WASHINGTON, D.C. - The theme for World Aids Day 2017 on December 1 will be “Increasing Impact through
Transparency, Accountability, and Partnerships.”
In elaborating on the theme Ambassador Deborah
L. Birx, the U.S. Global AIDS Coordinator and U.S. Special Representative
for Global Health Diplomacy at the U.S. Department of State, said, "We now have the
unprecedented opportunity to change the course of the pandemic. This brings
with it the obligation to ensure that our resources are being used in the most
efficient and effective ways and are having the greatest possible impact.
Accountability and transparency are essential aspects of this.”
The National Association of Social Workers
(NASW) agrees with the sentiments of the World AIDS Day theme. We particularly find
the theme’s emphasis on the term partnerships to be appealing and in line
with social work values.
Since the beginning of the HIV/AIDS pandemic, NASW has
embraced its responsibility of being a partner with governmental and
non-governmental organizations in achieving the goal of eradicating HIV/AIDS
We give recognition to World AIDS Day-2017 by committing to continue
working to prevent new HIV infections by increasing awareness of HIV risks,
eliminating racial and socio-economic disparities in risk of and in early detection
of HIV infections.
For social workers worldwide, World AIDS Day provides the
opportunity to remember that HIV/AIDS continues to be a pandemic that threatens
people here in the United States and globally.
Here in the United States, we should be
reminded that AIDS-related deaths have significantly decreased
since the beginning of the pandemic. Much of the increase in life expectancy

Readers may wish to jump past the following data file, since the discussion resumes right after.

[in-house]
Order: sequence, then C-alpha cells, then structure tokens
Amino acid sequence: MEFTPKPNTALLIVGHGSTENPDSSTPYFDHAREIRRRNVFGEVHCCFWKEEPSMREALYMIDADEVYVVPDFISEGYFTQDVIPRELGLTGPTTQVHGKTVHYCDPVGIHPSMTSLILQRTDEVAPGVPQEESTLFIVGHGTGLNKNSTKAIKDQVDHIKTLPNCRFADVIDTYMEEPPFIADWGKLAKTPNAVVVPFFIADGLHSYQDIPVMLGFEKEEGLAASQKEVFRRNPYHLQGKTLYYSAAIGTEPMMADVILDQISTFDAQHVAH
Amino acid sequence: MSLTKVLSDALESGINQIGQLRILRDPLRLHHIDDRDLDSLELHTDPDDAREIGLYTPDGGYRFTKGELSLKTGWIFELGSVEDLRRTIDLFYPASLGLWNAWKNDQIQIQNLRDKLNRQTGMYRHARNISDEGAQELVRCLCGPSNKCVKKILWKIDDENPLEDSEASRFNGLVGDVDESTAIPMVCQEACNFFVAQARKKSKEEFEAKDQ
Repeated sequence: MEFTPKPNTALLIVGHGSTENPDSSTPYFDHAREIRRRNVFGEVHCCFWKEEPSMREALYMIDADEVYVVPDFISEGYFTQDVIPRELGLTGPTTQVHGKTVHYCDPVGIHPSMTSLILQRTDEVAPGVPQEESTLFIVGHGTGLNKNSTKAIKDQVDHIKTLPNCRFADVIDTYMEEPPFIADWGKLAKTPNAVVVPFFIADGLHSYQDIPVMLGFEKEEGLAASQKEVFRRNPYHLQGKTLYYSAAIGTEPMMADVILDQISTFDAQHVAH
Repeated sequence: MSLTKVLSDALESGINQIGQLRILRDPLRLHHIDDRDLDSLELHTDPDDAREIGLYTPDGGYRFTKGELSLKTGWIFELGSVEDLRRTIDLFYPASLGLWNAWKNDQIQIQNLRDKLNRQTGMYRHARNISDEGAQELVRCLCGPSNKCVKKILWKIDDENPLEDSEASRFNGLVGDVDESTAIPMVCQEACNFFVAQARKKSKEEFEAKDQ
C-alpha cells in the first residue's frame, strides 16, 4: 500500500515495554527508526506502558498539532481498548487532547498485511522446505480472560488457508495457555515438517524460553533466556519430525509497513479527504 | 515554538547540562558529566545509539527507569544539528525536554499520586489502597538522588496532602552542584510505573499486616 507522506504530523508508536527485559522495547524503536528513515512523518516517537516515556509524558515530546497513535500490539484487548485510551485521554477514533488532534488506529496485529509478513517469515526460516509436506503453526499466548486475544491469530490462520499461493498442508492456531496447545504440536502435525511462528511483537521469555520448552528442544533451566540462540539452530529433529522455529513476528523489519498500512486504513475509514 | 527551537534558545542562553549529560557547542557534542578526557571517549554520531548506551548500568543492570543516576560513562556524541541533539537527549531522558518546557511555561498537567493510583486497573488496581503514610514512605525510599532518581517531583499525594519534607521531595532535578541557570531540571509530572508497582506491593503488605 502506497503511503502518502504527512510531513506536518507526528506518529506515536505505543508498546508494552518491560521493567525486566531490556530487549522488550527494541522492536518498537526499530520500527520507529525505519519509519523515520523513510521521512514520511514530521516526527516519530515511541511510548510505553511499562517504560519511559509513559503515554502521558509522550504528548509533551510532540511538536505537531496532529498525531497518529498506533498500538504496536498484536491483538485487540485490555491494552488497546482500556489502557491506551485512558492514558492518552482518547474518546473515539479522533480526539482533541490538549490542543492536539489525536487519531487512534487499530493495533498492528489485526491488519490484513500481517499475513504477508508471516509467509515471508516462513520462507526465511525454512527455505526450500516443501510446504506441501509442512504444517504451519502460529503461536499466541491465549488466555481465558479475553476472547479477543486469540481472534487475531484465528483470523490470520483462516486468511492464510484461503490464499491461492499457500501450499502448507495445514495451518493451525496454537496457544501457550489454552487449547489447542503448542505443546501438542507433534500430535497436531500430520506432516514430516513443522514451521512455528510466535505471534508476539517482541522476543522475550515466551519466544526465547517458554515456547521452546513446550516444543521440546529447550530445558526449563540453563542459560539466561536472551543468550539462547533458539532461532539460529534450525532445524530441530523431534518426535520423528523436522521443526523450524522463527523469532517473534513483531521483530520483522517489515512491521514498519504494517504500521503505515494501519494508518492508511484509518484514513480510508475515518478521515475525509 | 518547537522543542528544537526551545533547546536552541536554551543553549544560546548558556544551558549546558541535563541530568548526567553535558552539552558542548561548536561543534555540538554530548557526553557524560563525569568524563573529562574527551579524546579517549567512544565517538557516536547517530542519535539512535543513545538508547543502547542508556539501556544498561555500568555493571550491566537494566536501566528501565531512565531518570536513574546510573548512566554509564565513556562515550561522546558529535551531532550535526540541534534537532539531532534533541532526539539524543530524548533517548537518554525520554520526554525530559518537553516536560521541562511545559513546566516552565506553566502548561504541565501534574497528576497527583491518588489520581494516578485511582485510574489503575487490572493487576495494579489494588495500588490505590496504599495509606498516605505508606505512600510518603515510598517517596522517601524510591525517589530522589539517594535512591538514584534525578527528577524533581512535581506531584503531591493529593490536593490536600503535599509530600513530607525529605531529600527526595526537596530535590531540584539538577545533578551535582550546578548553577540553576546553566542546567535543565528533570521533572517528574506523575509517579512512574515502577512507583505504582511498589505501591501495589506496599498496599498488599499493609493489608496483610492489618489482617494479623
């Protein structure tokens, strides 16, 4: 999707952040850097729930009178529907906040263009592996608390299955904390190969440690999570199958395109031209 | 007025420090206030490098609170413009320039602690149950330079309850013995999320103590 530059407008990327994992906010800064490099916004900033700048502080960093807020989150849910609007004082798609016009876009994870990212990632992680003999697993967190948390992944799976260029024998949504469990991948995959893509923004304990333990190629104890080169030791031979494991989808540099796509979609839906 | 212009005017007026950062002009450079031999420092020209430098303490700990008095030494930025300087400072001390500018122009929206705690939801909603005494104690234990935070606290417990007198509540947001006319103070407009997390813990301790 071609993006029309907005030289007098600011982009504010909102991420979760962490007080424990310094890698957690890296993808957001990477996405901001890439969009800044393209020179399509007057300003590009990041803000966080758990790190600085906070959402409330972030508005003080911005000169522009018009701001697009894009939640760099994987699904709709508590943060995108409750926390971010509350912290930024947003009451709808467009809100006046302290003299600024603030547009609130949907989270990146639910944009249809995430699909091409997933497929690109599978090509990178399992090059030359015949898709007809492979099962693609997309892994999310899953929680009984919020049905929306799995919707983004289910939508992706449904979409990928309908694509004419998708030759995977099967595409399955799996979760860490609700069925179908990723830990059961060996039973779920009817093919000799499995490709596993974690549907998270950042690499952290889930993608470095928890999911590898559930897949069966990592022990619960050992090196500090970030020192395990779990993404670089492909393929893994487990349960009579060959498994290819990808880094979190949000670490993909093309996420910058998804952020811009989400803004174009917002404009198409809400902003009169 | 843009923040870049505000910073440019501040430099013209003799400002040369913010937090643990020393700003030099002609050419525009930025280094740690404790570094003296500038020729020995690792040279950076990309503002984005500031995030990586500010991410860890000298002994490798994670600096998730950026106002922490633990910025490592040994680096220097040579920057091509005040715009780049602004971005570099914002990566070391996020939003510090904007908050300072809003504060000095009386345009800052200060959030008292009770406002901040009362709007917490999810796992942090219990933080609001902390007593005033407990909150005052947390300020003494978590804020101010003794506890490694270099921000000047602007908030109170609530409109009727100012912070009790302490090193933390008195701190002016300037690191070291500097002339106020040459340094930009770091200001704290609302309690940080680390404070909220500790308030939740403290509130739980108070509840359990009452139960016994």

for persons living with AIDS can be a attributed to advances in viral suppression medications using Highly
Active Antiretroviral Therapy (HAART) treatment protocols.
For example, between
2010 and 2013 the death rate for persons living with
AIDS dropped by almost to 30 percent.
However, we must not let our guard down. There are still challenges
confronting us. There continues to be a need for HIV prevention, testing, and
early treatment intervention that targets racial, ethnic and socio-economic groups that are at high risk for HIV infection.
For example, African
Americans and Hispanics/Latinos are disproportionately affected by HIV. Though African
Americans represented 12 percent of the population, they account for 45 percent (17,670) of HIV diagnoses, according to the Centers for Disease Control. Similarly, Hispanics/Latinos
represent 18 percent of the US population, but accounted for 24 percent (9,290) of HIV
diagnoses during that period.
we look at modes of HIV transmission, gay
and bisexual men are most affected by HIV. Again, using 2015 data, gay
and bisexual men accounted for 67 percent (26,376) of all HIV diagnoses - and 82 percent of
diagnoses among males. Of that number, African American gay and bisexual men had
the largest number of HIV diagnoses (10,315) followed by white (7,570) and
Hispanic/Latino (7,013) gay and bisexual men.
is also troubling that there is an emerging threat of increased HIV infections
because of the current opioid crisis. According to
Politico, “The next HIV epidemic in America is likely brewing in
rural areas suffering under the nationwide opioid crisis, with many of the
highest risk communities in deep red states that voted for President Donald
Public health officials express similar fears that the opioid health
emergency could lead to a new HIV crisis. Users of opioids such as heroin
sometimes inject the drug and share HIV-infected needles. It was the sharing of needles that led to an
unprecedented HIV outbreakin rural Indiana in 2015.
Globally, the social work professional must
continue to be outspoken and proactive in working to end the HIV/AIDS pandemic.
We must insist on international public health policies that promote worldwide
awareness of HIV risks; implements population-specific HIV prevention programs,
makes available early medical intervention and immediate access to HIV
prophylactics and HAART medication regimes.
Looking Ahead to World AIDS Day 2017
Federal Response to HIV
Get Involved on World AIDS Day
Selected NASW Resources:
Social Work Practice: Engaging Individuals, Community, and Systems in Support of of the National HIV/AIDS Strategy
HIV/AIDS information from NASW's Help Starts Here consumer website
NASW Standards for Social Work Practice in Health Care Settings